Another piece is a USB token. There is a certificate on the USB drive that you must insert, and that certificate would then also require something like a PIN to be able to gain that access. Or there might be something like software tokens or hardware tokens, where you are presented with a pseudo random number, so you not only have to provide your username and your password, but you also have to put in whatever number happens to be listed on this particular software token.

Another way to do this is with our telephones. Once we put in our username and password, the system may send us a text message, and we then have to repeat back into the system what was listed in that text message. This is just another way to help prove who we are based on something we might have with us.

A very common and very inexpensive factor of authentication is something you know. This would be something that you’ve got in your brain. It’s in your head. A password is a very good example of something you know. It’s a secret phrase or secret word or string of characters put together.

Another example of something you know is a PIN. That stands for personal identification number, and it’s usually associated with an ATM card or a smart card or some other device, so that you’re combining both that device and the special personal identification number to help link those things together.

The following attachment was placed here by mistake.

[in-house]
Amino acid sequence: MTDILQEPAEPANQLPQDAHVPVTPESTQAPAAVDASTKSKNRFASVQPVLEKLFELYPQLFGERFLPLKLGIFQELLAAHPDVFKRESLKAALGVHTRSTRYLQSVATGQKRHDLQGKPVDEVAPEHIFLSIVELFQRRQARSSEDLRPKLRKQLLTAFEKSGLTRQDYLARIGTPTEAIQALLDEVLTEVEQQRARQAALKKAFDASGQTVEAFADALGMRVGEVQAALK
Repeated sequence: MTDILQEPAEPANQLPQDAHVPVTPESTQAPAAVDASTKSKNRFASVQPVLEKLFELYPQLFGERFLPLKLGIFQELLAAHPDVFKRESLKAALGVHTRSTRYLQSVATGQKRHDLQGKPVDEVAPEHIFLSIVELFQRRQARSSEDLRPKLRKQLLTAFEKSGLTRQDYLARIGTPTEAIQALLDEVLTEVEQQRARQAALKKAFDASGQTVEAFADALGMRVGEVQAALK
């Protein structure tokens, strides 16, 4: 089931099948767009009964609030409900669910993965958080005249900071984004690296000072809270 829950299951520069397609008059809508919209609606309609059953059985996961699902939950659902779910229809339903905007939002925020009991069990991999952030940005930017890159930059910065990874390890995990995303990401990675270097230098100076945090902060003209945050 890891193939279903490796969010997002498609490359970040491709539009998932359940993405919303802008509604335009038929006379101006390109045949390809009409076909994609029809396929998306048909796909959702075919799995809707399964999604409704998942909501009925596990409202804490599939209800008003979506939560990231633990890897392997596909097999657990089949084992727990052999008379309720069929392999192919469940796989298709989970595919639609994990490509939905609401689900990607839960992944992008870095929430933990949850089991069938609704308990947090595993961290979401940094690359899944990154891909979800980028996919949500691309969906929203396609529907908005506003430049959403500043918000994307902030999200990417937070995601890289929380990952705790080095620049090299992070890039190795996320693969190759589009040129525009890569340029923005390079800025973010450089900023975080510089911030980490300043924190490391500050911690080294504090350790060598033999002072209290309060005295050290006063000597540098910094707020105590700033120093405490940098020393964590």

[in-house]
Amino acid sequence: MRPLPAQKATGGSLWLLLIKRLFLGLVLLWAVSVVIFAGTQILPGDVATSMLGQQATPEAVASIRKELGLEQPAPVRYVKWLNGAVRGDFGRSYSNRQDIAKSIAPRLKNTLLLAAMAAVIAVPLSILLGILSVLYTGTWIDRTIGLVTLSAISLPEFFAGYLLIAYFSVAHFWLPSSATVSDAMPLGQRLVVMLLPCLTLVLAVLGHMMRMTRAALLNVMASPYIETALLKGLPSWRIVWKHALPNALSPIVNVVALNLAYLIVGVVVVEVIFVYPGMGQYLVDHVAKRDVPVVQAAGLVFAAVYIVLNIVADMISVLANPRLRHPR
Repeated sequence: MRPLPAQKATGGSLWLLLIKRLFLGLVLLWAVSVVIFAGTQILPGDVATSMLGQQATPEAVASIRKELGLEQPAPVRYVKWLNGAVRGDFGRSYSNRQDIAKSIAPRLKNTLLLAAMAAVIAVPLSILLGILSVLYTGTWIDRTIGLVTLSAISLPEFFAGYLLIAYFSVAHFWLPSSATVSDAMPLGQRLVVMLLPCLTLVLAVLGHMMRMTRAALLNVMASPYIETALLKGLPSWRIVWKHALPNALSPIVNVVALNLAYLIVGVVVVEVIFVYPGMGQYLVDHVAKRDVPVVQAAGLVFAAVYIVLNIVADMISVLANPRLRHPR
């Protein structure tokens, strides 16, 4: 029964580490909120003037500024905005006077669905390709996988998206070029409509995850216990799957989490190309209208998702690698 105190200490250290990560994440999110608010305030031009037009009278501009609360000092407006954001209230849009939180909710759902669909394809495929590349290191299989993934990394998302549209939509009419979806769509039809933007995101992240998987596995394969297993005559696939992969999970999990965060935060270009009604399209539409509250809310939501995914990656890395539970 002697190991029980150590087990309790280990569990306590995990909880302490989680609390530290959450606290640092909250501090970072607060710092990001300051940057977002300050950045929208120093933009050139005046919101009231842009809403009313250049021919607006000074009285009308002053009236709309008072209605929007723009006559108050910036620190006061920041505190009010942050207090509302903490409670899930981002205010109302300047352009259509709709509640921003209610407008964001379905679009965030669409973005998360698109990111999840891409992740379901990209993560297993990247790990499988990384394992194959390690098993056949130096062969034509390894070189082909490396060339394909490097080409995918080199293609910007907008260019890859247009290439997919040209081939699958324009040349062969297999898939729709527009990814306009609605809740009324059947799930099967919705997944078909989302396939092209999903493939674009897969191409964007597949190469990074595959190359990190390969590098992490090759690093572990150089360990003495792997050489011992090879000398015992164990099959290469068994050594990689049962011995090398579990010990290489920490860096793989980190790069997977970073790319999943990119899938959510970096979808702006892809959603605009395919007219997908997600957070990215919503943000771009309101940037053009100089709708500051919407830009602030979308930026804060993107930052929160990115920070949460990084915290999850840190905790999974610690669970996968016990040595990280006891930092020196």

A third piece of something we might know may be a pattern. This is something you see on Android devices, for instance, where you can lock the screen and then unlock it, if you happen to know the right pattern to move your finger around on the screen. This is a little bit different than knowing a word or a pass phrase or a set of numbers. You have to now remember what that particular pattern was, and then repeat that every time you want to authenticate.

A relatively new method of authentication is something like somewhere you happen to be. This is all based on your location whenever you’re trying to authenticate. This would check to see what geography you happen to be in and then allow or disallow access based on that information. One way to do this might be with your IP address. In many cases, at least with IPv4, we can identify what country an IP address was originally assigned to.